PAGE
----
OKINAWAN
OPISTHOBRANCH OF THE WEEK

Phyllidiopsis fissuratus Brunckhorst, 1993 (photo only, size not recorded)

Opisthobranch of the Week Data

Taxonomy:

Frequency on Okinawa: Collection Data:
[brackets indicate range for all Okinawa-collected specimens of the species]


Species Account:

        Phyllidiopsis fissuratus is considered to be very rare on Okinawa's main island; several individuals have been seen but no specimens collected. The above featured animal is one taken from a relatively old photograph, taken in September of 1986; the subject was unfortunately not collected and appropriate data not recorded. Atsushi Ono (pers. comm.) reports that P. fissuratus is a common species in the Kerama Islands Group (located 30 ~ 40 kilometers west of the Okinawa capitol, Naha). With Atsushi's permission, I've added a link to one of the Kerama animals (photographed by Atsushi off Zamami Island in January of 1999).

        The following description involving the external morphology of Phyllidiopsis fissuratus is taken from Brunckhorst (1993):

        External morphology. The live specimens ranged in length from 32-79 mm. Phyllidiopsis fissuratus is elongate and evenly rounded both anteriorly and posteriorly. Phyllidiopsis fissuratus has a black background to the dorsum and many tall, pale pink tubercles. The black is seen only as numerous, irregular meandering lines between these large tubercles. Minute black areas occur on some tubercles or at the line of fusion between compound tubercles. The pale pink notal tubercles have a broad, smooth base and they taper smoothly along the stem. They are very tall. Apically, the tubercles broaden (like a mushroom) but have a very irregular surface consisting of tiny, rounded, compound tubercles. Overall, the dorsal impression is that of many tall outgrowths of pink tubercles with the intervening areas appearing as deep valleys or fissures lined in black. Small, rounded tubercles occur just inside the mantle margin. The mantle edge is smooth, very narrow and pink, but interrupted by numerous black rays. The anus occurs at the summit of a very tall (approximately 23 mm above the level of the tubercles), conical, smooth, translucent pink papilla. The rims of the rhinophoral pockets are raised (to approximately half the height of surrounding tubercles) and are pale pink. The rhinophores are tall and pink with a black stripe extending from the apex down the posterior face to the base. Each rhinophoral clavus possesses 29-32 lamellae (specimens greater than 49 mm). Ventrally, the hyponotum is pink with fine cross hatching and a few dark grey transverse rays. The gills are dark grey. The long broad foot is uniformly pink and its margin is slightly undulating. The fused, squarish oral tentacles are pink.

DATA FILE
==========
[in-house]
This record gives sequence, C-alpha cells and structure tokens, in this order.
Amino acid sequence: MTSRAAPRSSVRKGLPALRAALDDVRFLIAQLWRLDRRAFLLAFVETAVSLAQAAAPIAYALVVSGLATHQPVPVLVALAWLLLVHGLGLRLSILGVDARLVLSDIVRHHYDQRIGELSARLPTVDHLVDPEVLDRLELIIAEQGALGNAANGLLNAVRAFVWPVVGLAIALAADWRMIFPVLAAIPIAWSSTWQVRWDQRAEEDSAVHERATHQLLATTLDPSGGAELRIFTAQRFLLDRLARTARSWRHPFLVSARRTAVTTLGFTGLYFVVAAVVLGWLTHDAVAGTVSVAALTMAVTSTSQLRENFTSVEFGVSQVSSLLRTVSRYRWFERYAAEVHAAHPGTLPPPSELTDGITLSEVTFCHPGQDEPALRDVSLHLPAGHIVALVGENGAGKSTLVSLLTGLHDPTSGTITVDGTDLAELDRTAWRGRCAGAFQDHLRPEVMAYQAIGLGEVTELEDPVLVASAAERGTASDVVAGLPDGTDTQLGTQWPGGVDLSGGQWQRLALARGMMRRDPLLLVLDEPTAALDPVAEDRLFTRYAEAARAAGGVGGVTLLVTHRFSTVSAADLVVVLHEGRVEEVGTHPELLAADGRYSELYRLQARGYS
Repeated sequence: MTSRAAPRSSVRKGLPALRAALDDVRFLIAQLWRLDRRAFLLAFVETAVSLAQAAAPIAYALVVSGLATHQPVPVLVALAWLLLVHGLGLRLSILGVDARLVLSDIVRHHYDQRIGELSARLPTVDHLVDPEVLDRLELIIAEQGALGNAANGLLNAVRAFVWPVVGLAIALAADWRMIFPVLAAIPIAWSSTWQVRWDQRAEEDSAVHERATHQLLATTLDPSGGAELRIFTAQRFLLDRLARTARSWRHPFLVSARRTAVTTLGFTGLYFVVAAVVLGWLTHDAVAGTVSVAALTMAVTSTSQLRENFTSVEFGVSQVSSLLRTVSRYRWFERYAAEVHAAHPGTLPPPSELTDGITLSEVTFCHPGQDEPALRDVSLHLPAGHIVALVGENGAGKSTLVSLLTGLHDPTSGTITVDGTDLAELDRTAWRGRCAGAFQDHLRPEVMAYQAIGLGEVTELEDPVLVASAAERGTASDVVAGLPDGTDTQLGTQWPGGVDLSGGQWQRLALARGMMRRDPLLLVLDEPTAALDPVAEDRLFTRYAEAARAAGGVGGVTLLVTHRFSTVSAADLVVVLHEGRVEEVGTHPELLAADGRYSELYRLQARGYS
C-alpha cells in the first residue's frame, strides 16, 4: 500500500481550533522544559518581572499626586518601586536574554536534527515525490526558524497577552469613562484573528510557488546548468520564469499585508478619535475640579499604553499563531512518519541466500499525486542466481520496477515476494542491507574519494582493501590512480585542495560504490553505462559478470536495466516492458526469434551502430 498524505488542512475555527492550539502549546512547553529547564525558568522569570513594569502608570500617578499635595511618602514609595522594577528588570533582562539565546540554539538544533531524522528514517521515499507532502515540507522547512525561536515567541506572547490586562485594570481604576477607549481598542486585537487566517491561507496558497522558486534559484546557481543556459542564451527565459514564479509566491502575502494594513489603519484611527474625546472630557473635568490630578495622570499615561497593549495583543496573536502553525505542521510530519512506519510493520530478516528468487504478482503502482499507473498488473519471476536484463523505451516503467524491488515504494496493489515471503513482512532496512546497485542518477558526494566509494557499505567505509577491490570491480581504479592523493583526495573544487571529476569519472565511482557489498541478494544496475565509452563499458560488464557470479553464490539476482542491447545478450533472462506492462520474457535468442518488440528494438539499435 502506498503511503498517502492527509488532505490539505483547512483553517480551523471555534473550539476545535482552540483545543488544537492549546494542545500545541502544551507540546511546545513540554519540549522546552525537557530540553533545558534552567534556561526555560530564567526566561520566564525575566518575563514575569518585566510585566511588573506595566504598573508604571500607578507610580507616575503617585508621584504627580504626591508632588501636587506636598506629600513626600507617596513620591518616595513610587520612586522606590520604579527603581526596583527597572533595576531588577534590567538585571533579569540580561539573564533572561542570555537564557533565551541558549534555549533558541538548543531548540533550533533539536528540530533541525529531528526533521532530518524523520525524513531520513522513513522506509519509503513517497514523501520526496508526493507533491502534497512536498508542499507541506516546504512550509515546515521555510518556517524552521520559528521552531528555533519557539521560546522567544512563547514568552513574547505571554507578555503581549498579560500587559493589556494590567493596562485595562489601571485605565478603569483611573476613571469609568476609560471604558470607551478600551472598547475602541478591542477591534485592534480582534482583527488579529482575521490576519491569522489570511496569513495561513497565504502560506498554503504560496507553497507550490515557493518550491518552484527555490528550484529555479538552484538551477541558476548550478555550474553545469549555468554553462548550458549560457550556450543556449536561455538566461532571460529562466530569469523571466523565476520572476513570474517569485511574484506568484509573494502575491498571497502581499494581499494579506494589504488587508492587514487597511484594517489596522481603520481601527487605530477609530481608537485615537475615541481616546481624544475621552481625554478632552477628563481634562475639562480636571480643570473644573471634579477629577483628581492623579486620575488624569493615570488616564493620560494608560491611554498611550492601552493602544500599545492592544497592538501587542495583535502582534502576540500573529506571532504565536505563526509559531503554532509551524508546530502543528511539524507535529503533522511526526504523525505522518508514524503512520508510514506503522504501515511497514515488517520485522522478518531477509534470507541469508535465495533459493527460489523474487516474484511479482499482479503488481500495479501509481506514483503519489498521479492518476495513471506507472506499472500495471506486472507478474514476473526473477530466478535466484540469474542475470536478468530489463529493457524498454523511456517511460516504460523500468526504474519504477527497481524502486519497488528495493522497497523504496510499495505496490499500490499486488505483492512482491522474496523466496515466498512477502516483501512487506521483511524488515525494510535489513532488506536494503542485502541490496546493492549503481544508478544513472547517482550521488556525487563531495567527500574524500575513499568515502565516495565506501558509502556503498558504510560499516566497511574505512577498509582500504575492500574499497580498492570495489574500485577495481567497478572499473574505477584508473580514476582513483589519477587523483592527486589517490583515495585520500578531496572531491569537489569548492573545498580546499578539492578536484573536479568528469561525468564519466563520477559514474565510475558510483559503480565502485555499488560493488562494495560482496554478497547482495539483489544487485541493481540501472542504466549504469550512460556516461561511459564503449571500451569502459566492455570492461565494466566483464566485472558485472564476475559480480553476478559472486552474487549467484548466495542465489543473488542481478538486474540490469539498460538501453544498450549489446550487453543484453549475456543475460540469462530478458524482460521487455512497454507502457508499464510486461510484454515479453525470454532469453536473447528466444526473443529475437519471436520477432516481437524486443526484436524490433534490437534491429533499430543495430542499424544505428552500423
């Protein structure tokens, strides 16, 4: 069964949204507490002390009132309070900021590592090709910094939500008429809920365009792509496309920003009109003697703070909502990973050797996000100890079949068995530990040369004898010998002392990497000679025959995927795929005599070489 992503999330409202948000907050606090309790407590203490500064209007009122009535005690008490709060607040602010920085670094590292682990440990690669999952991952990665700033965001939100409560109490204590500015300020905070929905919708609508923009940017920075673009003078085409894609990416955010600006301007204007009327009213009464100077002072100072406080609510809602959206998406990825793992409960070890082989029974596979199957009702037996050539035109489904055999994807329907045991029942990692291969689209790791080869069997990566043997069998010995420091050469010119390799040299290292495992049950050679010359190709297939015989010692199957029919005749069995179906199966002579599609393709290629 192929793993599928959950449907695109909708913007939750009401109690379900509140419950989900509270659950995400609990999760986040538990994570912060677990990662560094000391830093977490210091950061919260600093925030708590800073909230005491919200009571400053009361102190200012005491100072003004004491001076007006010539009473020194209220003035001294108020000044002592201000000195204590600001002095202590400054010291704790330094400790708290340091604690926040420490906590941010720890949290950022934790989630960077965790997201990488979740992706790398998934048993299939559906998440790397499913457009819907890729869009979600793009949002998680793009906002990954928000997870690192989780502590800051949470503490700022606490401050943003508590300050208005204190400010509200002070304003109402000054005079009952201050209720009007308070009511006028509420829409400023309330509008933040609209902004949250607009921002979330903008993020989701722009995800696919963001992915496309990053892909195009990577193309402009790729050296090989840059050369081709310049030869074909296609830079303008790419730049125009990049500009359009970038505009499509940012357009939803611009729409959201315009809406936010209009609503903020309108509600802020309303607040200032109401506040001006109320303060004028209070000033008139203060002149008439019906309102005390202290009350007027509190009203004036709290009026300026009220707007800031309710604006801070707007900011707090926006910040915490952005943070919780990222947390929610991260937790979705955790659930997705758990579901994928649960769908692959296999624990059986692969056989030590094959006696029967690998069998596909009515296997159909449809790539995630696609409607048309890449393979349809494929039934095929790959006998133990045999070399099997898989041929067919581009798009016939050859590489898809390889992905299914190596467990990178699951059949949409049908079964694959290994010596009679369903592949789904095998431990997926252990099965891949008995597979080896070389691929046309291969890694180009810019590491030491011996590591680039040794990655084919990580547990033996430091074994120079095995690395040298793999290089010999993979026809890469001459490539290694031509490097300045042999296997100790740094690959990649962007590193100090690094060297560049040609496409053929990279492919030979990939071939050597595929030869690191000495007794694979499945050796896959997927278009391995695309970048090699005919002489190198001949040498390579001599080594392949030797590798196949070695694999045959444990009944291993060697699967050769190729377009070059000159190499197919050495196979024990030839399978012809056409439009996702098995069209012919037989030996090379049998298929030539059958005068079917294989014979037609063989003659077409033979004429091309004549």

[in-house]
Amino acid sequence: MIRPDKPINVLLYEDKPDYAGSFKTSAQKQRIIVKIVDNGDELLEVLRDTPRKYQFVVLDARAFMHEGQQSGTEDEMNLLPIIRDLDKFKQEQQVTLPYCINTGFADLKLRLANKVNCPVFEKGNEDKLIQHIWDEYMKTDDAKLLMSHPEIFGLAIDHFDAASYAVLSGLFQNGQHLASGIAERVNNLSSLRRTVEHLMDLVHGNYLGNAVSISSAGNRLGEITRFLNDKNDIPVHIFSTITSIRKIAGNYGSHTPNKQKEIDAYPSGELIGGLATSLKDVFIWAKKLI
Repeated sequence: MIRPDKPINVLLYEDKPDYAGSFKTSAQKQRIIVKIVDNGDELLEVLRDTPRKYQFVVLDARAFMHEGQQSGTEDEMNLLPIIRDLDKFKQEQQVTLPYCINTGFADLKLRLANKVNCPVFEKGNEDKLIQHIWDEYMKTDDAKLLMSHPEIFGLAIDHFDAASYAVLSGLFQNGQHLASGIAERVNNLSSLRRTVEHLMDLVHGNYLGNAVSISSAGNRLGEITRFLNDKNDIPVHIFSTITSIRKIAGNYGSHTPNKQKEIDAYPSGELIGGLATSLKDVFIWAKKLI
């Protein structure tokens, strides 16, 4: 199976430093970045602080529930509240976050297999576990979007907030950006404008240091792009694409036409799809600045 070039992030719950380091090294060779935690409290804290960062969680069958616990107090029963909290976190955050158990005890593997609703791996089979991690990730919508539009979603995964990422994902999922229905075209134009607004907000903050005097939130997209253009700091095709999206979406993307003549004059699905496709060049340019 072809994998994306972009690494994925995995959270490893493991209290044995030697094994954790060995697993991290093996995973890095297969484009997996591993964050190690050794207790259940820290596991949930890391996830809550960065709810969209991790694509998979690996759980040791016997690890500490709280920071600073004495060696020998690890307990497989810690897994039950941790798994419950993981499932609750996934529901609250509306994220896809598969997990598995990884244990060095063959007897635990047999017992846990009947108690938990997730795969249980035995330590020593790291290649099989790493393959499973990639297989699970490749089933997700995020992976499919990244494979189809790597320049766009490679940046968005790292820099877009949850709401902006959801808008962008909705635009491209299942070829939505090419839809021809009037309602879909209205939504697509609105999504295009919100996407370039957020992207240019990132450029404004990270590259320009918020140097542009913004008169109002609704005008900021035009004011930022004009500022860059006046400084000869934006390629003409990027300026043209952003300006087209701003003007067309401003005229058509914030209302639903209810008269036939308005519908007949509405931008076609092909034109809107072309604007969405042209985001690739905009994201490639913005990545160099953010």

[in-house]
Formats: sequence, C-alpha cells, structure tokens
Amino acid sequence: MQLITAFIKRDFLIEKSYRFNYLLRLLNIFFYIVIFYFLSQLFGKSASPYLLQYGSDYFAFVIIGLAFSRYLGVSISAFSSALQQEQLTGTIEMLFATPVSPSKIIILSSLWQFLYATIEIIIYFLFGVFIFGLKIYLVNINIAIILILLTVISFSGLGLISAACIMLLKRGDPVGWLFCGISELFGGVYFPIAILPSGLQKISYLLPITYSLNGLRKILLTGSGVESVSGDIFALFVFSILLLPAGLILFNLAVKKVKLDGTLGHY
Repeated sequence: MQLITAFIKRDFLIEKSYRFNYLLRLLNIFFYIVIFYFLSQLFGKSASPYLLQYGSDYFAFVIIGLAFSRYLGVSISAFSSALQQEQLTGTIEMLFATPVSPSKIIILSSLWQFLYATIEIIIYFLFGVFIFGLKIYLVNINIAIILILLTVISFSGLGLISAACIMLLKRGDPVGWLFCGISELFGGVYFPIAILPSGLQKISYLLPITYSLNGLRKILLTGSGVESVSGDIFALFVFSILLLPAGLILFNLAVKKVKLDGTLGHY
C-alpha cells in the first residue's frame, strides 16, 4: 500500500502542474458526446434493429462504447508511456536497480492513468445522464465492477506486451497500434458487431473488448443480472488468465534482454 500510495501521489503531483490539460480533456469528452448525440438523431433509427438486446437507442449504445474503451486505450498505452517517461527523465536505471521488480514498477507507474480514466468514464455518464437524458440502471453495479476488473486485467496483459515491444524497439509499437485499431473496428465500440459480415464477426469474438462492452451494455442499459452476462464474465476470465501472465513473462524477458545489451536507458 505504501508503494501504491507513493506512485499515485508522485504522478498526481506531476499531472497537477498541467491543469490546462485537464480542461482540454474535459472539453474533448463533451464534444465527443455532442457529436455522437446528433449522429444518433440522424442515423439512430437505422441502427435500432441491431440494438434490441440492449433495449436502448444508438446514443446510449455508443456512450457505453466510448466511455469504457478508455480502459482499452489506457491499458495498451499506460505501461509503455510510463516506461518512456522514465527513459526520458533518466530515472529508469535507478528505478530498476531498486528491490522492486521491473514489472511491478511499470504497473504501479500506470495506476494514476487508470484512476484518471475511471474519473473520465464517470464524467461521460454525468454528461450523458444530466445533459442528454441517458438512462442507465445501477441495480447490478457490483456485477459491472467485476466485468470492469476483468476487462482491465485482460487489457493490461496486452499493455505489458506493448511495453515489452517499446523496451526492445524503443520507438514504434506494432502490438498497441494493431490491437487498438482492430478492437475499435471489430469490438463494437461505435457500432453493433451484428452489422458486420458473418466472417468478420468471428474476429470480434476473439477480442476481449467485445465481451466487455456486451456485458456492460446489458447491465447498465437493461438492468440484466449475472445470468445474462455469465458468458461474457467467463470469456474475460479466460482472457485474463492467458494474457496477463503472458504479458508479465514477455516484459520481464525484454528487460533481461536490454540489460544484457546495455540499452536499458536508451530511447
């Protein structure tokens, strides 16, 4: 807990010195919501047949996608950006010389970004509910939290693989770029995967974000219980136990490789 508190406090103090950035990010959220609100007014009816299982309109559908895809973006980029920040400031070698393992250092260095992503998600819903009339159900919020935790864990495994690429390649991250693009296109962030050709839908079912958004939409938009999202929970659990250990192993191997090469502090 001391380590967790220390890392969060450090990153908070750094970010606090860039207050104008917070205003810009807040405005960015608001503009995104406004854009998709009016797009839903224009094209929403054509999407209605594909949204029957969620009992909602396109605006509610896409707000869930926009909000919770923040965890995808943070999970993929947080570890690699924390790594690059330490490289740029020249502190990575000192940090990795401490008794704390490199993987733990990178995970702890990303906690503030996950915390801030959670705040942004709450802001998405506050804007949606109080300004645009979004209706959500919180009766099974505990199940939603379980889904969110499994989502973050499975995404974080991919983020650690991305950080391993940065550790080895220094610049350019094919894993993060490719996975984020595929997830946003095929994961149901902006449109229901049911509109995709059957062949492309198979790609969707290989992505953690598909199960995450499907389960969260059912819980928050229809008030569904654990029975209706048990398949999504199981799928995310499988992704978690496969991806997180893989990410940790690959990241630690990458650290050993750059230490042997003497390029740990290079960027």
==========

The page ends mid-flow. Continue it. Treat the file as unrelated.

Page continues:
Remarks. Phyllidiopsis fissuratus is a very large species. Its distinctive external features are its very tall, pale pink tubercles which broaden apically with many tiny, rounded, compound tubercles, and the resultant deep valleys, lined with black. Some tubercles also have minute black markings. A notable feature on the dorsum is the extremely tall, smooth, conical, translucent pink anal papilla. The rhinophores are pink with a black stripe posteriorly. The rhinophoral pockets possess raised, translucent pink rims. Ventral features include the pink colouration, dark grey gills, and undulating edge to the large foot. The black background colouration of the dorsum, the very tall pale pink tubercles, the greater number of lamellae to the rhinophoral clavus and the unique morphology of the anal papilla, separate this species from the two previously described species and Phyllidiopsis krempfi Pruvot Fol. Phyllidiopsis burni appears to be the closest but it has dark pink tubercles (not as tall), and black rhinophores with 17-20 lamellae on their clavus (pink with a black posterior stripe and 29-32 lamellae in the present species). Phyllidiopsis burni has neither a large, conical anal papilla nor raised rims to the rhinophoral pockets. Phyllidiopsis burni has a broader muscular oesophageal segment (more elongate in P. fissuratus) and large, broad, slightly recurved penial spines (small and strongly hooked in P. fissuratus).

        As of mid-July, 2007, the following eight described species of Phyllidiopsis have been featured on the Okinawa Slug Site:

Etymology:

Literature Cited:


Page Date: 10 Mar '03
Page Modification Date: 16 Jul 07
Digitally manipulated photo
Copyright © 2007 Robert F. Bolland